Recent archeological excavations at the site of the ancient city of Gezer have confirmed the Bible’s account of the city’s destruction by Egypt through fire.

According to the Bible, Gezer, an ancient Canaanite-Jewish city located halfway between Jerusalem and Tel Aviv, was destroyed at the beginning of the 10th century BCE, when the city was conquered and burned by an unnamed Egyptian pharaoh during his military campaign in the land of Israel. The pharaoh then gave the city to King Solomon as the dowry of his daughter. Solomon later rebuilt Gezer and fortified it.

This was the purpose of the forced labor which Shlomo imposed: It was to build the House of Hashem, his own palace, the Millo, and the wall of Yerushalayim, and [to fortify] Hazor, Megiddo, and Gezer. Pharaoh king of Egypt had come up and captured Gezer; he destroyed it by fire, killed the Canaanites who dwelt in the town, and gave it as dowry to his daughter, Shlomo’s wife. 1 Kings 9:15-16

Site of excavations and ruins at Tel Gezer. (Tel Gezer)

The Gezer Excavation Project recently uncovered three torched skeletal remains in a newly discovered massive layer of fiery destruction, attesting to the city’s ruin at the hands of the Egyptians 3,200 years ago. The remains were those of two adults and one child, the latter still wearing earrings.

Burnt skeleton found at the Gezer dig site. (Tandy Institute for Archaeology)
Remains of an adult burnt in the destruction of Gezer. (Tandy Institute for Archaeology)

Gezer’s significance and appeal was due to the strategic position it held at the crossroads of the ancient coastal trade routes between north and south, east and west. While the Egyptians may not have set out to destroy Gezer – they usually preferred to subdue vassal cities and collect subjugation payments – the widespread destruction found at the site suggests the Egyptian’s encountered strong resistance from the city’s inhabitants, who were beginning to rebel against Egyptian rule.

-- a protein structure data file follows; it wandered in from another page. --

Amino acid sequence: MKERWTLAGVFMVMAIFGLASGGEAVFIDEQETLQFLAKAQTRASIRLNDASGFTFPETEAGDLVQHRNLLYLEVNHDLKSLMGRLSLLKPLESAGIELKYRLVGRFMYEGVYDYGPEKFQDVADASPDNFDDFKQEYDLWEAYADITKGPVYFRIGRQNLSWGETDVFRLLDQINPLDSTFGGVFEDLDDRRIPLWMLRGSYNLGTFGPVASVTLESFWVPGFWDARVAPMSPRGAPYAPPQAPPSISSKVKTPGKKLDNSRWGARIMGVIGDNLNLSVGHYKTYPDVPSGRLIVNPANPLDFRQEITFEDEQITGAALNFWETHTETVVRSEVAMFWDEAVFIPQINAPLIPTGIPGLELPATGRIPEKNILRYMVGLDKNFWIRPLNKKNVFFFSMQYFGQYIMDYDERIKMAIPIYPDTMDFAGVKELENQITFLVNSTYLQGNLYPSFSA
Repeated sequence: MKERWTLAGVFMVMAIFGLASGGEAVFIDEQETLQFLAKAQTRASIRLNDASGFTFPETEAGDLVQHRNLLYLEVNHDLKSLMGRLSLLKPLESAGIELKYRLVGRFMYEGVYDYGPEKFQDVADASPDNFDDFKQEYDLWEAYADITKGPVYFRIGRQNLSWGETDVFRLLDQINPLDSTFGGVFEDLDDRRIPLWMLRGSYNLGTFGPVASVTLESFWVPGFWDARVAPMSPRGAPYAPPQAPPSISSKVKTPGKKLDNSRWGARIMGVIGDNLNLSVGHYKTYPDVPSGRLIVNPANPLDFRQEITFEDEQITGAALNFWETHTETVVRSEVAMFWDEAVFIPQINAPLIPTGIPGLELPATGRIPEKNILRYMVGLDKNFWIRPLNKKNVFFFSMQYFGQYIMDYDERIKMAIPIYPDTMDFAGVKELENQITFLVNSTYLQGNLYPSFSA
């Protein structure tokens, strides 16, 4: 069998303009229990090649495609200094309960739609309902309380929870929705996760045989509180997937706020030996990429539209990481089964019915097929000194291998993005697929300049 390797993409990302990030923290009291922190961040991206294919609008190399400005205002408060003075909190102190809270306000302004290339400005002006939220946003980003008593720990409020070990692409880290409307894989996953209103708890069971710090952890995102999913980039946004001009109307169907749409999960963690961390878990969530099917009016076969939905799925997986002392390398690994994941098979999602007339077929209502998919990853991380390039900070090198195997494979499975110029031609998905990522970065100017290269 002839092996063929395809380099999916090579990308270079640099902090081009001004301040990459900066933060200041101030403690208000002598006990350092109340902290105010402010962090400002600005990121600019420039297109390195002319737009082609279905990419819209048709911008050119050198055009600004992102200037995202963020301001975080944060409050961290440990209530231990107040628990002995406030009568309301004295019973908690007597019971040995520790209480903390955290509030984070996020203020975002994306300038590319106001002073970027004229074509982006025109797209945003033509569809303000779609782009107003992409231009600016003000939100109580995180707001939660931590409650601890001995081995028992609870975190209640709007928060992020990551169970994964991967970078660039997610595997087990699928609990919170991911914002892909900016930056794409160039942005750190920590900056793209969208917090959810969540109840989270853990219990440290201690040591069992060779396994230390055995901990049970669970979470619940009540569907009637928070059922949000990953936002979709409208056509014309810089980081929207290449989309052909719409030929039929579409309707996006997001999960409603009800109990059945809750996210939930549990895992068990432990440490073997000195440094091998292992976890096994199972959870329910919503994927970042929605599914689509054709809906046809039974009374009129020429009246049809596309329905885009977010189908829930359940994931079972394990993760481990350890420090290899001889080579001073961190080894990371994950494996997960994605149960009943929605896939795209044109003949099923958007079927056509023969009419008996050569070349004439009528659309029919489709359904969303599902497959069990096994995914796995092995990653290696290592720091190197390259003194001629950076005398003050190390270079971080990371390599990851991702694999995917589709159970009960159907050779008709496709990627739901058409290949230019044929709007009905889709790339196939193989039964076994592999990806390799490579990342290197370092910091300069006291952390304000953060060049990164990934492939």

Indeed, Gezer is associated with Jewish rebellion. The city is mentioned in the Book of Maccabees, which is not part of the Biblical canon but which scholars consider an important work. Centuries after the Egyptian destruction, in its last stage as an important city, Gezer became the base of the Maccabees, the Jewish rebels of the Hanukkah story who revolted against the Hellenists (Greeks) in the 2nd century BCE.

Dr. Steve Ortiz of the Southwestern Baptist Theological Seminary headed the project along with Prof. Sam Wolff of the Israel Antiquities Authority. Though he does not go into the field looking for proof of the Bible, Dr. Ortiz noted to Breaking Israel News that after three decades of working digs in Israel, “There is nothing in the archaeological record for me to doubt the Biblical text.”

Dr. Steven Ortiz

“Both sides, fundamentalists and critics, view archaeology and the text as a conflict – either to confirm or disprove their theories,” he explained to Breaking Israel News. “I see archaeology and text as complementary.”

Dr. Ortiz’s expertise is the use of archaeology to reconstruct the history of ancient Israel and the Second Temple Period. During the decade-long dig at the site, the team uncovered Canaanite treasure troves and a King Solomon-era palace.

“Due to its strategic nature the city changed hands many times, as each conquering army sought to hold the site,” said Dr. Ortiz.

The Meneptah Stele (Wikimedia Commons)

He fully believes the recent find verifies the accuracy of the Biblical account.

The destruction of Gezer is also mentioned in the famous Merneptah Stele, circa 1208 BCE, an inscription commissioned by Egyptian Pharaoh Merneptah. It is also known as the “Israel Stele” because it bears the earliest known explicit mention of “Israel” outside the Bible. This engraved granite memorial commemorates a number of Egyptian victories, including that over Gezer.

The last two lines read: “Canaan is plundered with every hardship. Ashkelon is taken, Gezer captured, Yano’am reduced to nothing. Israel is laid waste – his seed is no more.”

Dr. Ortiz concluded that the archaeological and Biblical accounts go hand in hand, and both are necessary to understand the full picture, both historically and spiritually.

“The excavations at Gezer complement the Biblical accounts of Gezer and each dataset helps me to reconstruct the history of the ancient city.

“As a believer, I am always encouraged to see God’s Word in context.”

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Source: Israel in the News